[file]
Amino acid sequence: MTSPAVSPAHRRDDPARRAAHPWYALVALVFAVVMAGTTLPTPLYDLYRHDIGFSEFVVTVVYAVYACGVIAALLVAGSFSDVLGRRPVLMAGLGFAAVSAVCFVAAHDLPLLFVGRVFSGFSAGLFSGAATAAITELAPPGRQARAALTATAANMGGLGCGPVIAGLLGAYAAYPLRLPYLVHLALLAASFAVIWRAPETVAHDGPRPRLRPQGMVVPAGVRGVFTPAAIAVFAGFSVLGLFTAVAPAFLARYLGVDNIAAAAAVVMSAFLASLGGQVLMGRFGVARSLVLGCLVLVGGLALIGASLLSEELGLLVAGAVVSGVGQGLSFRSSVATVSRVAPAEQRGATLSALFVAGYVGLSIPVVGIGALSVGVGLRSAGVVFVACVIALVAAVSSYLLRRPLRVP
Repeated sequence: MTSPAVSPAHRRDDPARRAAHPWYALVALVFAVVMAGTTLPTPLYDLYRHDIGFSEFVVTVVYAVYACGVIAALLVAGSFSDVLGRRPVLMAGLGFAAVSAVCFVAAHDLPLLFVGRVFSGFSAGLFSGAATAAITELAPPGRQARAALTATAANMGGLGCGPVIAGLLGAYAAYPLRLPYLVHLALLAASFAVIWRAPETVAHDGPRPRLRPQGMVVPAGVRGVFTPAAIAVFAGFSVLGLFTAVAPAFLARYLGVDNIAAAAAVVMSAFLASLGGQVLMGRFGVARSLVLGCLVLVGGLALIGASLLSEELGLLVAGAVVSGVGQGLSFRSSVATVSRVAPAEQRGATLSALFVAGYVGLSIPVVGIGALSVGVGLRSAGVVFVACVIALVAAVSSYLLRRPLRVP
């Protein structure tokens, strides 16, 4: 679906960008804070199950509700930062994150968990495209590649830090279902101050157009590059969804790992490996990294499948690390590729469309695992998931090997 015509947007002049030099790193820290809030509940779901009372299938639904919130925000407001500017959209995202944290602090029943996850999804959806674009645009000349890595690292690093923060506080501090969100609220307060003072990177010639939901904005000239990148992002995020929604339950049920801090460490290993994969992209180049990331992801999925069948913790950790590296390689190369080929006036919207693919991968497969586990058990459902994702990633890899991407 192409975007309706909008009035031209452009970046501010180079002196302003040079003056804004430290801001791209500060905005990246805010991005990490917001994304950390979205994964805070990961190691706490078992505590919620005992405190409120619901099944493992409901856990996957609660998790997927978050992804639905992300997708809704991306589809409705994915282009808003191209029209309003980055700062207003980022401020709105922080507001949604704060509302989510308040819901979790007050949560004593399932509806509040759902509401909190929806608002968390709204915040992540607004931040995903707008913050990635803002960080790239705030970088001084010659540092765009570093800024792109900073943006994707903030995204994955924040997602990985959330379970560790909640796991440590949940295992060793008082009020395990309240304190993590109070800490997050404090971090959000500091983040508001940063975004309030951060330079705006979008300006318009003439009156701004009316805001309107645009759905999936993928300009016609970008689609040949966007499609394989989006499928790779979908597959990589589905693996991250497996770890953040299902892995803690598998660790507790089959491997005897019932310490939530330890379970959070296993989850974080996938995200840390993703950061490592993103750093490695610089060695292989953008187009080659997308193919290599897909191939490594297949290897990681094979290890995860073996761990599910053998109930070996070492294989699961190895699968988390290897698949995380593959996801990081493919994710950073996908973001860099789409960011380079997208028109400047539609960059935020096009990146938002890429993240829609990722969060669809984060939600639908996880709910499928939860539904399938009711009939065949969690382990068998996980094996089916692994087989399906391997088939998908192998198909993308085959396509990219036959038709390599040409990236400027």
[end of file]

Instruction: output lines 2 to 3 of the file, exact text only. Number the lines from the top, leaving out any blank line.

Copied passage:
Repeated sequence: MTSPAVSPAHRRDDPARRAAHPWYALVALVFAVVMAGTTLPTPLYDLYRHDIGFSEFVVTVVYAVYACGVIAALLVAGSFSDVLGRRPVLMAGLGFAAVSAVCFVAAHDLPLLFVGRVFSGFSAGLFSGAATAAITELAPPGRQARAALTATAANMGGLGCGPVIAGLLGAYAAYPLRLPYLVHLALLAASFAVIWRAPETVAHDGPRPRLRPQGMVVPAGVRGVFTPAAIAVFAGFSVLGLFTAVAPAFLARYLGVDNIAAAAAVVMSAFLASLGGQVLMGRFGVARSLVLGCLVLVGGLALIGASLLSEELGLLVAGAVVSGVGQGLSFRSSVATVSRVAPAEQRGATLSALFVAGYVGLSIPVVGIGALSVGVGLRSAGVVFVACVIALVAAVSSYLLRRPLRVP
């Protein structure tokens, strides 16, 4: 679906960008804070199950509700930062994150968990495209590649830090279902101050157009590059969804790992490996990294499948690390590729469309695992998931090997 015509947007002049030099790193820290809030509940779901009372299938639904919130925000407001500017959209995202944290602090029943996850999804959806674009645009000349890595690292690093923060506080501090969100609220307060003072990177010639939901904005000239990148992002995020929604339950049920801090460490290993994969992209180049990331992801999925069948913790950790590296390689190369080929006036919207693919991968497969586990058990459902994702990633890899991407 192409975007309706909008009035031209452009970046501010180079002196302003040079003056804004430290801001791209500060905005990246805010991005990490917001994304950390979205994964805070990961190691706490078992505590919620005992405190409120619901099944493992409901856990996957609660998790997927978050992804639905992300997708809704991306589809409705994915282009808003191209029209309003980055700062207003980022401020709105922080507001949604704060509302989510308040819901979790007050949560004593399932509806509040759902509401909190929806608002968390709204915040992540607004931040995903707008913050990635803002960080790239705030970088001084010659540092765009570093800024792109900073943006994707903030995204994955924040997602990985959330379970560790909640796991440590949940295992060793008082009020395990309240304190993590109070800490997050404090971090959000500091983040508001940063975004309030951060330079705006979008300006318009003439009156701004009316805001309107645009759905999936993928300009016609970008689609040949966007499609394989989006499928790779979908597959990589589905693996991250497996770890953040299902892995803690598998660790507790089959491997005897019932310490939530330890379970959070296993989850974080996938995200840390993703950061490592993103750093490695610089060695292989953008187009080659997308193919290599897909191939490594297949290897990681094979290890995860073996761990599910053998109930070996070492294989699961190895699968988390290897698949995380593959996801990081493919994710950073996908973001860099789409960011380079997208028109400047539609960059935020096009990146938002890429993240829609990722969060669809984060939600639908996880709910499928939860539904399938009711009939065949969690382990068998996980094996089916692994087989399906391997088939998908192998198909993308085959396509990219036959038709390599040409990236400027």